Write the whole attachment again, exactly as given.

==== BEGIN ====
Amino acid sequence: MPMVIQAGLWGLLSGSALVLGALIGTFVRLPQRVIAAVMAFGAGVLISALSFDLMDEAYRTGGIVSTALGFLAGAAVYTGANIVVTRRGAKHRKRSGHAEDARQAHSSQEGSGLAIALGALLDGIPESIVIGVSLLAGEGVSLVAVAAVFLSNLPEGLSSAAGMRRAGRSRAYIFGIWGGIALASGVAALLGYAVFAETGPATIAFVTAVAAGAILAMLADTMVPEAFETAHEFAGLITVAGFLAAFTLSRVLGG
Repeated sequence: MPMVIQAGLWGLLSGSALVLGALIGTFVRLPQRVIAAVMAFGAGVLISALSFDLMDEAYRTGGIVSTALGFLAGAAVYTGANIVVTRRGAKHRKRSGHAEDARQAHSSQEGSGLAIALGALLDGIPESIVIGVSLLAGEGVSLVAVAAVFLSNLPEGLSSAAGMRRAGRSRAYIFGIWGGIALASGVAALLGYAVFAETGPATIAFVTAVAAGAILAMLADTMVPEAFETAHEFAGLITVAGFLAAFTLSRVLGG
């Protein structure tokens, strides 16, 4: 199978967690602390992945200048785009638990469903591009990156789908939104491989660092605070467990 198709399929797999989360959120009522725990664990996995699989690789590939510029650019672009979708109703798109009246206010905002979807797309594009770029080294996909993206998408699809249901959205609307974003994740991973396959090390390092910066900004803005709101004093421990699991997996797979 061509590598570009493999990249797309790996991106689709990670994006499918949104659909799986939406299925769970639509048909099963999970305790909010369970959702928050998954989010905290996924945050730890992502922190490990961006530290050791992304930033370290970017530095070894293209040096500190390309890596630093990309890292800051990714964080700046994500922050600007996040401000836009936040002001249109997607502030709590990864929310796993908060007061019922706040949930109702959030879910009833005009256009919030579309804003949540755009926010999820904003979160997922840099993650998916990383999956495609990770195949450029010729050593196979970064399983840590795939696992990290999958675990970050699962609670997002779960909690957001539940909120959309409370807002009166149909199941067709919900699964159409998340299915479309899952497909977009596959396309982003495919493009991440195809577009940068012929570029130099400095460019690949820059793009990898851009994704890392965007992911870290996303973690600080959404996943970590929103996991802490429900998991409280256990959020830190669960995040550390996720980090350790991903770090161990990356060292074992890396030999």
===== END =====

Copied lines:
Amino acid sequence: MPMVIQAGLWGLLSGSALVLGALIGTFVRLPQRVIAAVMAFGAGVLISALSFDLMDEAYRTGGIVSTALGFLAGAAVYTGANIVVTRRGAKHRKRSGHAEDARQAHSSQEGSGLAIALGALLDGIPESIVIGVSLLAGEGVSLVAVAAVFLSNLPEGLSSAAGMRRAGRSRAYIFGIWGGIALASGVAALLGYAVFAETGPATIAFVTAVAAGAILAMLADTMVPEAFETAHEFAGLITVAGFLAAFTLSRVLGG
Repeated sequence: MPMVIQAGLWGLLSGSALVLGALIGTFVRLPQRVIAAVMAFGAGVLISALSFDLMDEAYRTGGIVSTALGFLAGAAVYTGANIVVTRRGAKHRKRSGHAEDARQAHSSQEGSGLAIALGALLDGIPESIVIGVSLLAGEGVSLVAVAAVFLSNLPEGLSSAAGMRRAGRSRAYIFGIWGGIALASGVAALLGYAVFAETGPATIAFVTAVAAGAILAMLADTMVPEAFETAHEFAGLITVAGFLAAFTLSRVLGG
């Protein structure tokens, strides 16, 4: 199978967690602390992945200048785009638990469903591009990156789908939104491989660092605070467990 198709399929797999989360959120009522725990664990996995699989690789590939510029650019672009979708109703798109009246206010905002979807797309594009770029080294996909993206998408699809249901959205609307974003994740991973396959090390390092910066900004803005709101004093421990699991997996797979 061509590598570009493999990249797309790996991106689709990670994006499918949104659909799986939406299925769970639509048909099963999970305790909010369970959702928050998954989010905290996924945050730890992502922190490990961006530290050791992304930033370290970017530095070894293209040096500190390309890596630093990309890292800051990714964080700046994500922050600007996040401000836009936040002001249109997607502030709590990864929310796993908060007061019922706040949930109702959030879910009833005009256009919030579309804003949540755009926010999820904003979160997922840099993650998916990383999956495609990770195949450029010729050593196979970064399983840590795939696992990290999958675990970050699962609670997002779960909690957001539940909120959309409370807002009166149909199941067709919900699964159409998340299915479309899952497909977009596959396309982003495919493009991440195809577009940068012929570029130099400095460019690949820059793009990898851009994704890392965007992911870290996303973690600080959404996943970590929103996991802490429900998991409280256990959020830190669960995040550390996720980090350790991903770090161990990356060292074992890396030999």